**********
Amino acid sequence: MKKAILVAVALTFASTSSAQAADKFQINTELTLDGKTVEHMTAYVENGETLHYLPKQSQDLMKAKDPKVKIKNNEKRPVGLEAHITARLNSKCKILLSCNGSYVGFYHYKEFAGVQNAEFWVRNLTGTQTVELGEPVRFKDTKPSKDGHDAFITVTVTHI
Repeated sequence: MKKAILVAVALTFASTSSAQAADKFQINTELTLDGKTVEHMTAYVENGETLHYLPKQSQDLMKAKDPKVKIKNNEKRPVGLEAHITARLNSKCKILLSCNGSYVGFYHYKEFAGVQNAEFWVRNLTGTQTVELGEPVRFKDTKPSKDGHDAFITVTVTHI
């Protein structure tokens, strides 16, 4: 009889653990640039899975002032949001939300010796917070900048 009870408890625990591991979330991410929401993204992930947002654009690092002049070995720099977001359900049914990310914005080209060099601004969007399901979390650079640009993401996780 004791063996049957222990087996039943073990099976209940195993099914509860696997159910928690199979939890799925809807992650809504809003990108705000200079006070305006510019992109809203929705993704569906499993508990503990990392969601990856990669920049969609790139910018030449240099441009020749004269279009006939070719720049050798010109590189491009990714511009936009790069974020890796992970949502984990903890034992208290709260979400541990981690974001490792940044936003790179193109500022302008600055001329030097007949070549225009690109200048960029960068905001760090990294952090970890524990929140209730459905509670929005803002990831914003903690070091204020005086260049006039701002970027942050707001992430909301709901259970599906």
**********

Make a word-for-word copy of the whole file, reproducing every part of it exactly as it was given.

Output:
Amino acid sequence: MKKAILVAVALTFASTSSAQAADKFQINTELTLDGKTVEHMTAYVENGETLHYLPKQSQDLMKAKDPKVKIKNNEKRPVGLEAHITARLNSKCKILLSCNGSYVGFYHYKEFAGVQNAEFWVRNLTGTQTVELGEPVRFKDTKPSKDGHDAFITVTVTHI
Repeated sequence: MKKAILVAVALTFASTSSAQAADKFQINTELTLDGKTVEHMTAYVENGETLHYLPKQSQDLMKAKDPKVKIKNNEKRPVGLEAHITARLNSKCKILLSCNGSYVGFYHYKEFAGVQNAEFWVRNLTGTQTVELGEPVRFKDTKPSKDGHDAFITVTVTHI
């Protein structure tokens, strides 16, 4: 009889653990640039899975002032949001939300010796917070900048 009870408890625990591991979330991410929401993204992930947002654009690092002049070995720099977001359900049914990310914005080209060099601004969007399901979390650079640009993401996780 004791063996049957222990087996039943073990099976209940195993099914509860696997159910928690199979939890799925809807992650809504809003990108705000200079006070305006510019992109809203929705993704569906499993508990503990990392969601990856990669920049969609790139910018030449240099441009020749004269279009006939070719720049050798010109590189491009990714511009936009790069974020890796992970949502984990903890034992208290709260979400541990981690974001490792940044936003790179193109500022302008600055001329030097007949070549225009690109200048960029960068905001760090990294952090970890524990929140209730459905509670929005803002990831914003903690070091204020005086260049006039701002970027942050707001992430909301709901259970599906």